News / Economy

Cold Weather Sinks US Productivity but Trend Steady

Reuters
U.S. non-farm productivity fell at its fastest pace in a year in the first quarter as harsh winter weather restrained output, leading to a jump in labor-related production costs.

The drop in productivity, which mirrored a sharp decline in economic growth, is temporary and Federal Reserve officials are likely to shrug off the spike in labor costs, analysts said.

"Weather impacts are temporary, and as such, we should see productivity growth rebound substantially in the second quarter as economic growth strengthens," said Sam Bullard, a senior economist at Wells Fargo Securities in Charlotte, North Carolina.

Productivity declined at a 1.7 percent annual rate, the biggest drop since the first quarter of 2013, the Labor Department said on Wednesday.

Productivity, which measures hourly output per worker, advanced at a 2.3 percent pace in the fourth quarter and economists had expected it to fall at a rate of only 1.0 percent in the first three months of the year.

An unusually cold and snowy winter in large areas of the United States slammed output, which rose at a feeble 0.3 percent rate, braking sharply from the fourth-quarter's brisk 3.8 percent pace.

The decline in productivity was in tandem with an abrupt slowdown in economic growth in the first quarter.

Gross domestic product expanded at a 0.1 percent annual rate, the government said in its advance estimate last week, a slowdown from the fourth quarter's 2.6 percent rate.

However, subsequent data on March trade, factory orders and construction spending suggest the economy actually contracted in the first three months of the year.

Productivity Trend Steady

The trend in productivity, however, remains modestly up. Compared to the first quarter of 2013, productivity increased 1.4 percent. Workers put in more hours in the first quarter but with output falling that raised labor costs.

Unit labor costs, the price of labor per single unit of output, surged at a 4.2 percent rate after falling at a 0.4 percent rate in the fourth quarter. It was the biggest rise in unit labor costs since the fourth quarter of 2012.

Economists had expected unit labor costs to increase at a 2.6 percent rate. Despite the rise last quarter, there was little sign that wage inflation was igniting.

Unit labor costs rose only 0.9 percent compared to the first quarter of 2013.

"I am not seeing any firming trend in wages at this point," said Alan MacEachin, an economist at Navy Federal Credit Union in Vienna, Virginia. "I don't think we are going to see a firming in wages at least for a year. The market thinks the Fed will start to tighten [policy] mid to late 2015."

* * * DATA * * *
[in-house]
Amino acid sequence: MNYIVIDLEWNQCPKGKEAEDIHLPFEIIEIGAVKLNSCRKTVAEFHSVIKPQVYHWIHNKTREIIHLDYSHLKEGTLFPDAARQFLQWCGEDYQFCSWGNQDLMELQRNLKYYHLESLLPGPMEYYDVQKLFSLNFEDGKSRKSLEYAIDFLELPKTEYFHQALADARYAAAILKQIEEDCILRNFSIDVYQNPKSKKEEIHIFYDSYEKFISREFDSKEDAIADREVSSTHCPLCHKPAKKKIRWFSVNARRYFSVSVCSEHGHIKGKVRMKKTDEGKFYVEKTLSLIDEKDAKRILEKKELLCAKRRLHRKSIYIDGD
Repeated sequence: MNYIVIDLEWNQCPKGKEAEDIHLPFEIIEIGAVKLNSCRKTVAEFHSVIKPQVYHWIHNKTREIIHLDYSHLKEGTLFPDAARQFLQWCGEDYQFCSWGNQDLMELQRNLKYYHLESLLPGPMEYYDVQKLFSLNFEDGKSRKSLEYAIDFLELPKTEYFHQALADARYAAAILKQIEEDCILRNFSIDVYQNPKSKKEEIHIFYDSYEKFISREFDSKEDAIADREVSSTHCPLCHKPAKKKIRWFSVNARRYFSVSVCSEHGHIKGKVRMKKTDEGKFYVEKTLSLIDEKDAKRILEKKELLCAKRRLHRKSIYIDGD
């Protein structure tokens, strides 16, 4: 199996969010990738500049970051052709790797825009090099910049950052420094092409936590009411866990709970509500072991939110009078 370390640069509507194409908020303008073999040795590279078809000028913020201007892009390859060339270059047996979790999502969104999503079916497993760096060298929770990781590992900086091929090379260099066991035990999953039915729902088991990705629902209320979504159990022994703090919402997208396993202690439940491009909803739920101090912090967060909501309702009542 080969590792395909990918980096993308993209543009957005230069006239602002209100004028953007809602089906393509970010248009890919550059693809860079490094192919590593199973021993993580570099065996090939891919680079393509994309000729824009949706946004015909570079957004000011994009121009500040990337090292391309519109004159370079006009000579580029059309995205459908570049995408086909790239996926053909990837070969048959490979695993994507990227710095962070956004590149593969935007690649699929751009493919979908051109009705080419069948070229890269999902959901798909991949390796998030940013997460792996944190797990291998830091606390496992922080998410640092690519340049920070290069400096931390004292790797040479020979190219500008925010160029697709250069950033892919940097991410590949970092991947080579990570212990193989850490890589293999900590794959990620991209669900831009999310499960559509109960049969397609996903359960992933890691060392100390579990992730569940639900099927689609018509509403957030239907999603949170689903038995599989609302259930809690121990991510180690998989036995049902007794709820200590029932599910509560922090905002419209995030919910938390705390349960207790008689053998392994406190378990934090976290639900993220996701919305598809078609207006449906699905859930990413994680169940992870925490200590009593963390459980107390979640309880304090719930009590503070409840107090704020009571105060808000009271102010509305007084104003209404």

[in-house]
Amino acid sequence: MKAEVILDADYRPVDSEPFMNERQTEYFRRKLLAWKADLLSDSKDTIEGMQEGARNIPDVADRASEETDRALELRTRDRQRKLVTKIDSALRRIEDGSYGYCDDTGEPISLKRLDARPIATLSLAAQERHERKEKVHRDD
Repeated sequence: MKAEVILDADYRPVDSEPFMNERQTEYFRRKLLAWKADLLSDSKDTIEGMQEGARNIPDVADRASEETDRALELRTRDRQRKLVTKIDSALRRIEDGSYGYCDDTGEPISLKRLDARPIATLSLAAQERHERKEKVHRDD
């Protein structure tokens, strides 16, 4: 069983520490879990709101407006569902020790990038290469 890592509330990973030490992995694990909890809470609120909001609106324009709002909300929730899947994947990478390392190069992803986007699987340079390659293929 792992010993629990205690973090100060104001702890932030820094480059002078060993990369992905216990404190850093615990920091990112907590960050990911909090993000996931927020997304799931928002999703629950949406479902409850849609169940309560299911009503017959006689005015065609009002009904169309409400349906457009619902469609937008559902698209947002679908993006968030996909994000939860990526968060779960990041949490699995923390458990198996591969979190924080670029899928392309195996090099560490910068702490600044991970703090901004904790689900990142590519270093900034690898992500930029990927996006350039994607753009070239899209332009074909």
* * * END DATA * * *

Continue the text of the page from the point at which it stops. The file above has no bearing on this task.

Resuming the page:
A government report last week showed labor costs increased at their slowest pace in more than two years in the first quarter. In addition, the closely watched employment report released last week showed wage growth was stagnant in March.

Slack in the jobs market is suppressing wage inflation, keeping overall price pressures in the economy benign.

Though temporary, the drop in productivity and weak economic growth bode ill for hiring. Employers added 569,000 jobs in the first quarter.

Daniel Silver, an economist at JPMorgan in New York, said the combination of solid labor demand and weak GDP growth in first quarter probably will not be sustained.

You May Like

Video One Year After Thai Coup, No End in Sight for Military Rule

Since carrying out the May 22, 2014 coup, the general has retired from the military but is still firmly in charge More

Goodbye, New York

This is what the fastest-growing big cities in America have in common More

Job-Seeking Bangladeshis Risk Lives to Find Work

The number of Bangladeshi migrants on smugglers’ boats bound for Southeast Asian countries has soared in the past two years More

Featured Videos

Your JavaScript is turned off or you have an old version of Adobe's Flash Player. Get the latest Flash player.
Turkey's Main Opposition Party Hopes for Election Breakthroughi
X
May 22, 2015 10:23 AM
Turkey’s main opposition Republican People’s Party has sought an image change ahead of the June 7 general election. The move comes after suffering successive defeats at the hands of the Islamist-rooted AK Party, which has portrayed it as hostile to religion. Dorian Jones reports from the western city of Izmir.